But the most forceful expression of class and family oppression comes in “Dear Husband,” a story inspired by Andrea Yates, the Texas mother who drowned all five of her children in 2001. The approach is characteristic of Oates’s work of recent years: she reshapes the roman à clef into a suspenseful taxonomy of extreme mental states, transforming a lurid scandal—Marilyn Monroe’s suicide, Chappaquiddick, Jeffrey Dahmer’s cannibalistic murders—into an analysis of minds under pressure. She portrays states in which primitive emotional cues—fear, disgust, appetite—set off primitive responses; yet even in characters pushed past reason she perceives the taint of a deforming environment.

In “Dear Husband,” cast as a suicide note left by the murderous mother, intense religious extremism has led Lauri Lynn McKeon to believe that beside her all-enveloping religion her life is “a tiny bubble…of no consequence.” Her children, she’s convinced, can attain peace and idealized perfection only in death, with an idealized Father: “They will no longer be dirty, and squabbling, but they will be perfect as they were meant to be…perfect in His bosom.” The internalized demands of her husband and in-laws for ever more cleanliness press her to murder and suicide, to scrub out her children and herself:

I have tried to keep this house clean…. I am ashamed of what the police officers will discover. The boys’ rooms are not clean. The boys’ bedclothes are stained. There is a harsh smell of the baby’s diapers and of bleach. The twins’ hair cannot be kept free of snarls…. And so many dirtied clothes, socks and sneakers, and towels. Worse yet are certain things that have been hidden. I am so ashamed of what will be revealed to you, after I am gone.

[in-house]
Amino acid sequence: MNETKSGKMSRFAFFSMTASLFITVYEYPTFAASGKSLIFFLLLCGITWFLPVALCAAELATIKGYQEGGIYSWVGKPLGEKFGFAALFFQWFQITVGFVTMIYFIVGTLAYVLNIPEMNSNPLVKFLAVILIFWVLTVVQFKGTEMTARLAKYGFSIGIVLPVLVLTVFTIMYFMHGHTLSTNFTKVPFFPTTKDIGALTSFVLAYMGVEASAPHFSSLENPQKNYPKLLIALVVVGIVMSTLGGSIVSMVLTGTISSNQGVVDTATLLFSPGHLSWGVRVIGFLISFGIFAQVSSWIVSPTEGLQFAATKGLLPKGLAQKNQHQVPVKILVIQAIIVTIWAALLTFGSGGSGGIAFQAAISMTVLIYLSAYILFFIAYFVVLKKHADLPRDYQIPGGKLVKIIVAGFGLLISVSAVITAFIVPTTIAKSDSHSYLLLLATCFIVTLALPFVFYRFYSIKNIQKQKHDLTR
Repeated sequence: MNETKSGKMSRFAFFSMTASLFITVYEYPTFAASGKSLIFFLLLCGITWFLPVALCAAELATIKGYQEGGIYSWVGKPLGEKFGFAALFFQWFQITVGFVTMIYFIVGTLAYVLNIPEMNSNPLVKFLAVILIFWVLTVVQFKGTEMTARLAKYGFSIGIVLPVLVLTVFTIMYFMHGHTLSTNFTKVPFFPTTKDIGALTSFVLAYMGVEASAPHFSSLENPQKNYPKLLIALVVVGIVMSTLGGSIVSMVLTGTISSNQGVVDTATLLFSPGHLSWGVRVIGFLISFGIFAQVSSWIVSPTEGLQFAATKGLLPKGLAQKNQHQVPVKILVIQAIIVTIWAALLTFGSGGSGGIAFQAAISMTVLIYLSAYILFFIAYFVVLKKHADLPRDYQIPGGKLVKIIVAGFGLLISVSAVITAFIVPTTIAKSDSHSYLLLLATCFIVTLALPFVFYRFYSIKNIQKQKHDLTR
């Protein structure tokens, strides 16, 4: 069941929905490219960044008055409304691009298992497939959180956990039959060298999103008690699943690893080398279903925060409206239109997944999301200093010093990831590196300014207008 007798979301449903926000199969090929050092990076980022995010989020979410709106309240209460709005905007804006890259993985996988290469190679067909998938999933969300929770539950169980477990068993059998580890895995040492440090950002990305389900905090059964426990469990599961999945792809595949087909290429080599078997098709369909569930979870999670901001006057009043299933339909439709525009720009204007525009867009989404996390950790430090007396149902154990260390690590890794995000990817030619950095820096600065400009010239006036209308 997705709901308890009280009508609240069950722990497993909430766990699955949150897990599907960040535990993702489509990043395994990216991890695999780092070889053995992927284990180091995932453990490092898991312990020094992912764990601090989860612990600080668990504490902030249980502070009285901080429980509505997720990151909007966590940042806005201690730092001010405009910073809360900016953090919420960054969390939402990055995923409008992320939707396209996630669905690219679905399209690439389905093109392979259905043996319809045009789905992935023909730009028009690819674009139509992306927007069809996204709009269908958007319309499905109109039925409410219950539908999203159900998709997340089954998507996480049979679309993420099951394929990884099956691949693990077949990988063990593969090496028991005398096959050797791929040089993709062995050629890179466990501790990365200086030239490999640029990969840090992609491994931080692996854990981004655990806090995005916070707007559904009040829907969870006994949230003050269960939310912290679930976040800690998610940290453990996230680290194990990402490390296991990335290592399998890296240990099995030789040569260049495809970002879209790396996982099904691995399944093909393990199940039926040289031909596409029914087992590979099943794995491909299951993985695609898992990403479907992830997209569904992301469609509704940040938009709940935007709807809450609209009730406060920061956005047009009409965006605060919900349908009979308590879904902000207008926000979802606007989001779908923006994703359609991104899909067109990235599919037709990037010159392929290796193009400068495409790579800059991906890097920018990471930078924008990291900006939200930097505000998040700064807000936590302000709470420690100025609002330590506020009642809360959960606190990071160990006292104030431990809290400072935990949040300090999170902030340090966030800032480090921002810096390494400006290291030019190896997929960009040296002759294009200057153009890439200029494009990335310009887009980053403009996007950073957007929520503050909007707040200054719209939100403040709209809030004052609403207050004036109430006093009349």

Lauri Lynn finds her own fecundity repulsive, escalating the challenge to match the ordered suburban households around her: the McKeon’s house is one of the “Colonials” in “New Meridian Estates.” In the eyes of her husband, her reverend, and Jesus himself, she can find only disdain. “It is the scorn of the male,” she says flatly, “it cannot be contested.” She cowers before her husband’s contempt—whether real or imagined—and only in the last lines of her letter does she disclose what she has hidden from him, a housewife’s ultimate disgrace:

Lastly dear husband, I beg you to forgive me for the heavy casserole dish hidden beneath the cellar stairs, that is badly scorched and disgusting for not even steel wool could scrape away the burnt macaroni and cheese, now in cold water it has been soaking since Thanksgiving…. A gift from your mother, it is CorningWare and expensive and might yet be scoured clean and made usable again, by another’s hand.